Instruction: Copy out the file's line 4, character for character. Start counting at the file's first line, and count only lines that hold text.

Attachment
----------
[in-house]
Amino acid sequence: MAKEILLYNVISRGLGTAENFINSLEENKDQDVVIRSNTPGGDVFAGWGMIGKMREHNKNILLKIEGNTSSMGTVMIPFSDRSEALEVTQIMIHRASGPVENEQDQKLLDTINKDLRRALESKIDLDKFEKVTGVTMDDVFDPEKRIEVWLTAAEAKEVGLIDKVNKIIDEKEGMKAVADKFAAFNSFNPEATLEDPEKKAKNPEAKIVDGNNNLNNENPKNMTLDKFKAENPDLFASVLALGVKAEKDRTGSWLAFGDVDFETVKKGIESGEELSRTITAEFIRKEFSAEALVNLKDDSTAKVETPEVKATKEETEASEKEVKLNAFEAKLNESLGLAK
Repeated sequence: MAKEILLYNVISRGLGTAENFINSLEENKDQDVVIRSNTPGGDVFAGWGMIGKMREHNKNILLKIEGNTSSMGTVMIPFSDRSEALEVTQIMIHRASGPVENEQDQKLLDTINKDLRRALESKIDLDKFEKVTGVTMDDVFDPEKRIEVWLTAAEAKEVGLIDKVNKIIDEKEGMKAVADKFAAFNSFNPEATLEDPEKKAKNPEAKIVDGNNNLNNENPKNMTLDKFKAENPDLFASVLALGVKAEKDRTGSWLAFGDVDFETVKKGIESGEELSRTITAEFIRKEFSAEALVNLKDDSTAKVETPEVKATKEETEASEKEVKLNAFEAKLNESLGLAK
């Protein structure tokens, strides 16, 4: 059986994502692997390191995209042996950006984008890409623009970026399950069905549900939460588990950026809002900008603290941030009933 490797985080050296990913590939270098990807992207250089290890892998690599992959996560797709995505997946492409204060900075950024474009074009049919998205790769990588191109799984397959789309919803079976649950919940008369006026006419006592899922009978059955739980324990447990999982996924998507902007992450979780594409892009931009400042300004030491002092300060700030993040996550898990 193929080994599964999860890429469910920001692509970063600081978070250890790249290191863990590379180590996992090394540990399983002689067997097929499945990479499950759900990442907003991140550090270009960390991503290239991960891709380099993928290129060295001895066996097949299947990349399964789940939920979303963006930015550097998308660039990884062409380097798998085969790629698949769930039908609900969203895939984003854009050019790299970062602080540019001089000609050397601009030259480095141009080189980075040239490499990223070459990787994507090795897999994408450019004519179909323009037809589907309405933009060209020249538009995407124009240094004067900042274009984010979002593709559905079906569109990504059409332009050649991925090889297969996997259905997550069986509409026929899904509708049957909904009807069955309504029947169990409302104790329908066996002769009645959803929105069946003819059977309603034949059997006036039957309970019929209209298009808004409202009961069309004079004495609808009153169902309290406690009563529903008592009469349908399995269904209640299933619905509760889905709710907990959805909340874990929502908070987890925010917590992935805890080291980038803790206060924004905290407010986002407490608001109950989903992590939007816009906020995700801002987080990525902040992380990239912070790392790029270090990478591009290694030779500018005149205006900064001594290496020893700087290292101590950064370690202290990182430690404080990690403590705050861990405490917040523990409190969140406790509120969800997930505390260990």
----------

């Protein structure tokens, strides 16, 4: 059986994502692997390191995209042996950006984008890409623009970026399950069905549900939460588990950026809002900008603290941030009933 490797985080050296990913590939270098990807992207250089290890892998690599992959996560797709995505997946492409204060900075950024474009074009049919998205790769990588191109799984397959789309919803079976649950919940008369006026006419006592899922009978059955739980324990447990999982996924998507902007992450979780594409892009931009400042300004030491002092300060700030993040996550898990 193929080994599964999860890429469910920001692509970063600081978070250890790249290191863990590379180590996992090394540990399983002689067997097929499945990479499950759900990442907003991140550090270009960390991503290239991960891709380099993928290129060295001895066996097949299947990349399964789940939920979303963006930015550097998308660039990884062409380097798998085969790629698949769930039908609900969203895939984003854009050019790299970062602080540019001089000609050397601009030259480095141009080189980075040239490499990223070459990787994507090795897999994408450019004519179909323009037809589907309405933009060209020249538009995407124009240094004067900042274009984010979002593709559905079906569109990504059409332009050649991925090889297969996997259905997550069986509409026929899904509708049957909904009807069955309504029947169990409302104790329908066996002769009645959803929105069946003819059977309603034949059997006036039957309970019929209209298009808004409202009961069309004079004495609808009153169902309290406690009563529903008592009469349908399995269904209640299933619905509760889905709710907990959805909340874990929502908070987890925010917590992935805890080291980038803790206060924004905290407010986002407490608001109950989903992590939007816009906020995700801002987080990525902040992380990239912070790392790029270090990478591009290694030779500018005149205006900064001594290496020893700087290292101590950064370690202290990182430690404080990690403590705050861990405490917040523990409190969140406790509120969800997930505390260990």